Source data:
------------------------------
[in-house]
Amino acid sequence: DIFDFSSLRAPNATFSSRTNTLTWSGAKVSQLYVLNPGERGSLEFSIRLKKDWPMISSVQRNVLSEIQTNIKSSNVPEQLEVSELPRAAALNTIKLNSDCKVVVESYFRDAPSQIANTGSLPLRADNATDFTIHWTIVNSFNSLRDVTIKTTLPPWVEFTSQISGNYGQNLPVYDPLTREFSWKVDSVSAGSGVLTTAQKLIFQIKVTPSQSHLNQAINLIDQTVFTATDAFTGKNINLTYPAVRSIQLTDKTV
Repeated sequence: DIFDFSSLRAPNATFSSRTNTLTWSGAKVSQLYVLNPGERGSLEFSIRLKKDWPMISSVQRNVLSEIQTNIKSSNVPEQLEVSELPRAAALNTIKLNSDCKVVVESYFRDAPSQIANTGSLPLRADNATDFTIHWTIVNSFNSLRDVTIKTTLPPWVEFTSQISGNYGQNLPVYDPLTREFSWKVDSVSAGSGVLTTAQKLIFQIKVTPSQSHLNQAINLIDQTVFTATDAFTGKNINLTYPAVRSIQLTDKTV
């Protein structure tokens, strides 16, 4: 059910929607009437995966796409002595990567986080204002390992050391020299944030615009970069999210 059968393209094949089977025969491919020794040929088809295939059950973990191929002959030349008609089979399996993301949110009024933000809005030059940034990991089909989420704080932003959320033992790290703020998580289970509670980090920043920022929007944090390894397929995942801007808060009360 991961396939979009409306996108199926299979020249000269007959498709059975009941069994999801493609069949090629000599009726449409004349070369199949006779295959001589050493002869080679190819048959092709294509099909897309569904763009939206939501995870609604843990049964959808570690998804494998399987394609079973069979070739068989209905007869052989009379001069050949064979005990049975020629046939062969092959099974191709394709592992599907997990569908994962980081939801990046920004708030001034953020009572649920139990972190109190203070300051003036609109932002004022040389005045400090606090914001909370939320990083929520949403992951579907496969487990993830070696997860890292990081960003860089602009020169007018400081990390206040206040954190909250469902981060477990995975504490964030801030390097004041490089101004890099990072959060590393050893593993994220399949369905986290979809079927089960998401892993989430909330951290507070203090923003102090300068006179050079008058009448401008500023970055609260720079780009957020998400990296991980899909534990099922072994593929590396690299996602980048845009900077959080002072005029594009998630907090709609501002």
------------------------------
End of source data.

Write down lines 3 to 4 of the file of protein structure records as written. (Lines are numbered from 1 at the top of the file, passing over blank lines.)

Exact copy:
Repeated sequence: DIFDFSSLRAPNATFSSRTNTLTWSGAKVSQLYVLNPGERGSLEFSIRLKKDWPMISSVQRNVLSEIQTNIKSSNVPEQLEVSELPRAAALNTIKLNSDCKVVVESYFRDAPSQIANTGSLPLRADNATDFTIHWTIVNSFNSLRDVTIKTTLPPWVEFTSQISGNYGQNLPVYDPLTREFSWKVDSVSAGSGVLTTAQKLIFQIKVTPSQSHLNQAINLIDQTVFTATDAFTGKNINLTYPAVRSIQLTDKTV
């Protein structure tokens, strides 16, 4: 059910929607009437995966796409002595990567986080204002390992050391020299944030615009970069999210 059968393209094949089977025969491919020794040929088809295939059950973990191929002959030349008609089979399996993301949110009024933000809005030059940034990991089909989420704080932003959320033992790290703020998580289970509670980090920043920022929007944090390894397929995942801007808060009360 991961396939979009409306996108199926299979020249000269007959498709059975009941069994999801493609069949090629000599009726449409004349070369199949006779295959001589050493002869080679190819048959092709294509099909897309569904763009939206939501995870609604843990049964959808570690998804494998399987394609079973069979070739068989209905007869052989009379001069050949064979005990049975020629046939062969092959099974191709394709592992599907997990569908994962980081939801990046920004708030001034953020009572649920139990972190109190203070300051003036609109932002004022040389005045400090606090914001909370939320990083929520949403992951579907496969487990993830070696997860890292990081960003860089602009020169007018400081990390206040206040954190909250469902981060477990995975504490964030801030390097004041490089101004890099990072959060590393050893593993994220399949369905986290979809079927089960998401892993989430909330951290507070203090923003102090300068006179050079008058009448401008500023970055609260720079780009957020998400990296991980899909534990099922072994593929590396690299996602980048845009900077959080002072005029594009998630907090709609501002």